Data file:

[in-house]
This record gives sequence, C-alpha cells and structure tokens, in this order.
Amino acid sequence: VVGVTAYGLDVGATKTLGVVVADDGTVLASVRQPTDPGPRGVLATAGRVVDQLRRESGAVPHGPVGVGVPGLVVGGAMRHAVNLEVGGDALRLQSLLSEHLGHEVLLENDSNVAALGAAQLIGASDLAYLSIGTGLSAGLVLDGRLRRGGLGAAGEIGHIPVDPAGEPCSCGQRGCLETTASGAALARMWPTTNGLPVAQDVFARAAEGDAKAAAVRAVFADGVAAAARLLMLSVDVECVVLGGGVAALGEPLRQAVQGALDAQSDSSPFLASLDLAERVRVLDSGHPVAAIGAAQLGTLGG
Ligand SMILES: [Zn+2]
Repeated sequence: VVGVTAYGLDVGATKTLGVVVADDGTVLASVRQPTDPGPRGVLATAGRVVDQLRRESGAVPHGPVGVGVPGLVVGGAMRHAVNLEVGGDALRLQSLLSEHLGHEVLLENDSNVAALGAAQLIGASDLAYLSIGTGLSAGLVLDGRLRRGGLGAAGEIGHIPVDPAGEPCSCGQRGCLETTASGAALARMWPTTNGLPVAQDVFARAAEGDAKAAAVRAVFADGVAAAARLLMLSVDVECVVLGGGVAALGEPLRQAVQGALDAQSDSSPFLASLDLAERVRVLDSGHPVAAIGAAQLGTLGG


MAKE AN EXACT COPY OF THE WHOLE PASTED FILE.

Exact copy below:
[in-house]
This record gives sequence, C-alpha cells and structure tokens, in this order.
Amino acid sequence: VVGVTAYGLDVGATKTLGVVVADDGTVLASVRQPTDPGPRGVLATAGRVVDQLRRESGAVPHGPVGVGVPGLVVGGAMRHAVNLEVGGDALRLQSLLSEHLGHEVLLENDSNVAALGAAQLIGASDLAYLSIGTGLSAGLVLDGRLRRGGLGAAGEIGHIPVDPAGEPCSCGQRGCLETTASGAALARMWPTTNGLPVAQDVFARAAEGDAKAAAVRAVFADGVAAAARLLMLSVDVECVVLGGGVAALGEPLRQAVQGALDAQSDSSPFLASLDLAERVRVLDSGHPVAAIGAAQLGTLGG
Ligand SMILES: [Zn+2]
Repeated sequence: VVGVTAYGLDVGATKTLGVVVADDGTVLASVRQPTDPGPRGVLATAGRVVDQLRRESGAVPHGPVGVGVPGLVVGGAMRHAVNLEVGGDALRLQSLLSEHLGHEVLLENDSNVAALGAAQLIGASDLAYLSIGTGLSAGLVLDGRLRRGGLGAAGEIGHIPVDPAGEPCSCGQRGCLETTASGAALARMWPTTNGLPVAQDVFARAAEGDAKAAAVRAVFADGVAAAARLLMLSVDVECVVLGGGVAALGEPLRQAVQGALDAQSDSSPFLASLDLAERVRVLDSGHPVAAIGAAQLGTLGG